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NJ's Hurricane Sandy Assistance Reaches Nearly $800M

New Jersey residents affected by Sandy have until March 1 to register for disaster assistance.

Editor's Note: The following is a press release from FEMA:

While New Jersey survivors of Hurricane Sandy have until March 1 to register with the Federal Emergency Management Agency for disaster assistance, more than $780 million in disaster assistance has been approved to speed recovery.

FEMA has approved more than $300 million in housing assistance for more than 52,000 people. Housing assistance includes temporary rental assistance and grants to repair and replace storm-damaged primary residences. More than $42 million has been approved to help survivors replace hurricane-damaged personal property and to help meet medical, dental, funeral, transportation and other serious disaster-related needs not covered by insurance or other federal, state and charitable aid programs.

In rare cases, FEMA is providing temporary housing to Sandy survivors. Empty apartments at Fort Monmouth are being renovated to house some survivors. More than 40 apartments are occupied and when work is complete, there will be 115 units ranging from one bedroom to four bedrooms. FEMA is also installing a limited number of manufactured homes at commercial mobile home parks.

Homeowners and renters are also being helped with low-interest disaster loans. The U.S. Small Business Administration has approved $277 million in loans to individuals. Another $31.7 million has been approved for New Jersey businesses.

More than $129 million has been channeled to state and local governments to help remove hurricane debris and restore disaster-damaged roads, bridges and other infrastructure. Among the largest grants was $11.2 million to the Passaic Valley Sewerage Commission for emergency repairs to a wastewater treatment plant that serves 48 communities and treats 330 million gallons of sewage daily.

FEMA and federal partners such as the U.S. Army Corps of Engineers have helped local communities replace critical public facilities damaged by the hurricane. The Sea Bright Fire Department, for example, was knocked out of commission by storm damage. The Corps set up a temporary fire station with a four-bay fire truck tent and a 56-foot trailer in a beach access parking lot.

FEMA's mission is to support our citizens and first responders to ensure that as a nation we work together to build, sustain, and improve our capability to prepare for, protect against, respond to, recover from, and mitigate all hazards.

Follow FEMA online at www.fema.gov/blogwww.twitter.com/femawww.facebook.com/fema, and www.youtube.com/fema. Also, follow Administrator Craig Fugate's activities at www.twitter.com/craigatfema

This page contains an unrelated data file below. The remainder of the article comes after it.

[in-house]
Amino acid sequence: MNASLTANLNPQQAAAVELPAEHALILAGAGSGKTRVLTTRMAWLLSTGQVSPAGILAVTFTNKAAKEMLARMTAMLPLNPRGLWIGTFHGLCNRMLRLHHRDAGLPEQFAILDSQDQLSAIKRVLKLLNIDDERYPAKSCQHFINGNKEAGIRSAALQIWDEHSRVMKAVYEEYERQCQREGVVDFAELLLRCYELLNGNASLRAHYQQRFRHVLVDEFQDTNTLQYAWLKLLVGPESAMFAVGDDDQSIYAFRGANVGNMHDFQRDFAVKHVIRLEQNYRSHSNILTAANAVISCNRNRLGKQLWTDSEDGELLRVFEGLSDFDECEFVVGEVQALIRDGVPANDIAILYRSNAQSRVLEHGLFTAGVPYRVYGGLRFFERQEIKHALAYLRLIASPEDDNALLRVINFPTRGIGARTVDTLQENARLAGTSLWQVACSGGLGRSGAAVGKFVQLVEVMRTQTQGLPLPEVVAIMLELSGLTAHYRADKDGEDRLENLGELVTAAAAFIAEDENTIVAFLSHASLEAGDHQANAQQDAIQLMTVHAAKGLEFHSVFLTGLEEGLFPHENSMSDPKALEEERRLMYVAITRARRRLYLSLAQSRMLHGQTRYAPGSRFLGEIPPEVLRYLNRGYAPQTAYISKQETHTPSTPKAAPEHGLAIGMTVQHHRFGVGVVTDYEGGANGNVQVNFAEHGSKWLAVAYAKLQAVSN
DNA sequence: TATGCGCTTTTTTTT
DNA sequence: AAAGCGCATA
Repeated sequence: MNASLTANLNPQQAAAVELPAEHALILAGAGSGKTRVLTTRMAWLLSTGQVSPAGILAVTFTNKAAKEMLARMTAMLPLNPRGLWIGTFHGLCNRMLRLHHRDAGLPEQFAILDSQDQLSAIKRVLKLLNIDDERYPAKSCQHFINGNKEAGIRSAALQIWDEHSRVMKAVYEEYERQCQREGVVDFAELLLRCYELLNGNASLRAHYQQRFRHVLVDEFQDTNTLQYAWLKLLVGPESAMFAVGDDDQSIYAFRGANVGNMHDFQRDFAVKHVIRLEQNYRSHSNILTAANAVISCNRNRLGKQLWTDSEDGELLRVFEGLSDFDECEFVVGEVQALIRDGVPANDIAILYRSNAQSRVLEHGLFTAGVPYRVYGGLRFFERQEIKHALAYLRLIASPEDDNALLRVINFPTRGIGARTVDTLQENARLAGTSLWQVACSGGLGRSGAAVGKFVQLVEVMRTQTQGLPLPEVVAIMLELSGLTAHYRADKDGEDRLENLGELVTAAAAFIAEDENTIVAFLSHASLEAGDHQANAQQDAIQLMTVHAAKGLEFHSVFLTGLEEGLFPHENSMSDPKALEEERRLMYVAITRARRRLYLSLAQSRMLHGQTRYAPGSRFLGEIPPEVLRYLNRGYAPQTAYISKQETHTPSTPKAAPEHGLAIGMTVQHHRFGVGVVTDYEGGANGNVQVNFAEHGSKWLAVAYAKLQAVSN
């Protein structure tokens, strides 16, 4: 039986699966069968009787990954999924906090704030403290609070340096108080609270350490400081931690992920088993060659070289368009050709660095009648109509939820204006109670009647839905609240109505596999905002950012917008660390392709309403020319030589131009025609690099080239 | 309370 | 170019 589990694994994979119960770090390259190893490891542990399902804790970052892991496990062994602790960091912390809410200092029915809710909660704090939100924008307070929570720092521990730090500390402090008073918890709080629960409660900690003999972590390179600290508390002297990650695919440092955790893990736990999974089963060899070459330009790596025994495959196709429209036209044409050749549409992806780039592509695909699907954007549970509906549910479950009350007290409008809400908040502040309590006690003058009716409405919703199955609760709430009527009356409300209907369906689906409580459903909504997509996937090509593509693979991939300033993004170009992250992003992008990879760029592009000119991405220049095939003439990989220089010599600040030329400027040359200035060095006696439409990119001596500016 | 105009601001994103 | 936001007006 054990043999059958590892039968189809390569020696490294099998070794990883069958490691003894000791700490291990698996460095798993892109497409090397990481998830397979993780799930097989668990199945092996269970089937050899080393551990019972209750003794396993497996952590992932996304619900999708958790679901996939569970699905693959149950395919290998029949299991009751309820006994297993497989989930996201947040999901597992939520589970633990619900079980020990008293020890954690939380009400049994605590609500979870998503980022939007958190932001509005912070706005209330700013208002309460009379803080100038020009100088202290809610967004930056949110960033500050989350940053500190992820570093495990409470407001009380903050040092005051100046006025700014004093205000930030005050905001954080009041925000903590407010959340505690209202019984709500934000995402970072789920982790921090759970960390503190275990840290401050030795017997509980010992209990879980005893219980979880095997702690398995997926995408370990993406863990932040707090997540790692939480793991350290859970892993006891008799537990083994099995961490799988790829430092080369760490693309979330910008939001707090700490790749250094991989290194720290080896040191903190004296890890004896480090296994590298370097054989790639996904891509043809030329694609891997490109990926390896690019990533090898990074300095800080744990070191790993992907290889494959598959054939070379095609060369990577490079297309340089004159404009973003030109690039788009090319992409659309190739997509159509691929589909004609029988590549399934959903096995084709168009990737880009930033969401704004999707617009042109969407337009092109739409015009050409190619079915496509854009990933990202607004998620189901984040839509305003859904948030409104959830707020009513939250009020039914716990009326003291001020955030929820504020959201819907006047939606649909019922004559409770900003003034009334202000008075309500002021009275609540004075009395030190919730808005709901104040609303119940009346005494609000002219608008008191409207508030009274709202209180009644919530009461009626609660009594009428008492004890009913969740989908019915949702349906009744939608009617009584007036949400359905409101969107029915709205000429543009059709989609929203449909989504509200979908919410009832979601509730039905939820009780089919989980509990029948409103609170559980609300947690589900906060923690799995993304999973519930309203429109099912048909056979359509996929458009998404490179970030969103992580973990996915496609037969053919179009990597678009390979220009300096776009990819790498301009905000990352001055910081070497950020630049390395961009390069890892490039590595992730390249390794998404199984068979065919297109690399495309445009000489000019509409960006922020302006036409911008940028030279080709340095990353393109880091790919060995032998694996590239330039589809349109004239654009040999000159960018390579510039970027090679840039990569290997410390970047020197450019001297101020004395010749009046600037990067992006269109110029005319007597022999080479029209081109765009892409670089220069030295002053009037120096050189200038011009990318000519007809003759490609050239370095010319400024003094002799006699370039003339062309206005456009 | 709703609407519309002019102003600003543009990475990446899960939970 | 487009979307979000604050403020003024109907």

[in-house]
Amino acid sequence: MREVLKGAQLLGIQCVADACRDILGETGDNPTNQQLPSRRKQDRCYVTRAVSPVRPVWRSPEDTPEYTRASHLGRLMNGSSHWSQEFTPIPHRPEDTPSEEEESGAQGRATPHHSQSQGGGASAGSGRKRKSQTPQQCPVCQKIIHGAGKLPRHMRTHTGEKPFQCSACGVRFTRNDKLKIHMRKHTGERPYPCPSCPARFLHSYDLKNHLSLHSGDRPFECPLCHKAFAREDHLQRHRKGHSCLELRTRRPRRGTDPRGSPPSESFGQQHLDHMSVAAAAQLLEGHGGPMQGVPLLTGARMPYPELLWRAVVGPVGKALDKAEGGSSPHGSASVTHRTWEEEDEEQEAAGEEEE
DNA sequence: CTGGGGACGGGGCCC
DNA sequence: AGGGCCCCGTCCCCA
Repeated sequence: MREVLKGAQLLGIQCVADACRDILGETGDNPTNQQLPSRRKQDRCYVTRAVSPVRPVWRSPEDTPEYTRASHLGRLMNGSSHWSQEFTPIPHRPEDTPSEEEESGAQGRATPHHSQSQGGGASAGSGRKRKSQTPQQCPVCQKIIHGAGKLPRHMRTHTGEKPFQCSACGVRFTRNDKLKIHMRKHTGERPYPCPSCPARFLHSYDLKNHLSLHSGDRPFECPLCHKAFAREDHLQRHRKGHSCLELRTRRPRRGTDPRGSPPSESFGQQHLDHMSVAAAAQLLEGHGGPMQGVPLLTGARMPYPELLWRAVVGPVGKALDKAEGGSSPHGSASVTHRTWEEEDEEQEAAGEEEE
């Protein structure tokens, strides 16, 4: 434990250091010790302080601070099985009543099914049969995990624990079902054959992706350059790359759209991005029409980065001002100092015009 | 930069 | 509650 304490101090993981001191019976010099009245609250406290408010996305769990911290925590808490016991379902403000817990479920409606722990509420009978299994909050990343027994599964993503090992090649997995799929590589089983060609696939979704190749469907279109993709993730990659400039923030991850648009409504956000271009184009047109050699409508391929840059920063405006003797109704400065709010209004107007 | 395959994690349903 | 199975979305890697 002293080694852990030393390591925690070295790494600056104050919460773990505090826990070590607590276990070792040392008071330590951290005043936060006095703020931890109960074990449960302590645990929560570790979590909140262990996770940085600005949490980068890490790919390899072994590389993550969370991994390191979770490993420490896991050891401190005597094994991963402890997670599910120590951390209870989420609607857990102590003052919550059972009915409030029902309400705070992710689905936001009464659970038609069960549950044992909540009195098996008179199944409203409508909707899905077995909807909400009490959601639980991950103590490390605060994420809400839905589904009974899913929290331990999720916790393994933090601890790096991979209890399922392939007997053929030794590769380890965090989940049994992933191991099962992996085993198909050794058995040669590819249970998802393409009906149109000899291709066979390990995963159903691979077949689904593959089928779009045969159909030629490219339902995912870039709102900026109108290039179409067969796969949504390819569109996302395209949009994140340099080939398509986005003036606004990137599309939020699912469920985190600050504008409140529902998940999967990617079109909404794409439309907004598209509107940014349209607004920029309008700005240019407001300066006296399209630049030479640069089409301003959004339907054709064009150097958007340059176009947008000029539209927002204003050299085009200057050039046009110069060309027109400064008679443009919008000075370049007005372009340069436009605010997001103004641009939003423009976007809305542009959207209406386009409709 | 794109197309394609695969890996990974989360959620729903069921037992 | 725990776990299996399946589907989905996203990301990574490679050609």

The social media links provided are for reference only. FEMA does not endorse any non-government websites, companies or applications.

VICTOR FINAMORE January 28, 2013 at 11:12 PM
When comparing a Hurricane to a 100 year Super Storm, we can take a close look at the similarities between - Katrina vs Sandy and ask how far have we've come since then. If anyone would like to read a couple good reports with Informative information regarding Hurricane Katrina + FEMA, there is a 737 page public report availble: [both are PDF files-] Hurricane katrina: a nation still unprepared- U.S. Government prepared in 2006 writen by: The Committee of Home Land Security and Governmental Affairs. http://www.gpo.gov/fdsys/pkg/CRPT-109srpt322/pdf/CRPT-109srpt322.pdf along with another good report regrding Katrina - 29 page report- Hurricane Katrina: Lessons and Implications - RMS.com/report- http://www.rms.com/publications/katrinareport_lessonsandimplications.pdf This may offer a little incite into this process.
VICTOR FINAMORE January 29, 2013 at 12:42 AM
We have to keep in mind of the many tasks a head for every Brick resident who currently lives here [ Home owners to Renters ]. There are a few immediate factors to this challenge. 1] Total Home loss:Those who lost their homes - will either rebuild,relocate or can never rebuild again. 2] Those individuals who've had severe damage done to their homes. a) Individuals who've made repairs - returned home now facing a new problems. 1a) FEMA Flood maps - Must raise. b) Those who can't afford to make repairs - currently living in, poor, unfinished - despaired homes - just waiting. 3] Others not physically impacted; who are living in a development that was damaged. a) The residents of Brick; surrounding those developments. b) What of the elderly who've been here for many years; living in these developments [ not adult communities ]. Living on a fixed income. That's, just the very basic outline...... everyone is affected in some way.. ~just saying.
Obcare January 29, 2013 at 03:19 AM
@ Jhill most people that OWN their cars & are older only have liberality ( basic) insurance that would not cover flood. Just like home owners that paid off their mortgage, unless has to. doesn't keep flood insurance once their homes are paid off.
mammalove January 29, 2013 at 03:24 AM
Jhill having a car that I do not have a loan on & that is 14 yrs old I have only basic insurance .. the 1st thing I did was call my insurance company Thy told me to call FEMA That Floods are not covered under the policy I had. / ( have still paying on a car I cant use) very much like the people expected to pay mortgages on homes that are rubble now
mammalove January 29, 2013 at 03:29 AM
And one parent having to opt not to be able to keep working because only 1 car in a 2 parent working home, having to make the hard choice of who is bringing in more income & the other unable to work without a car

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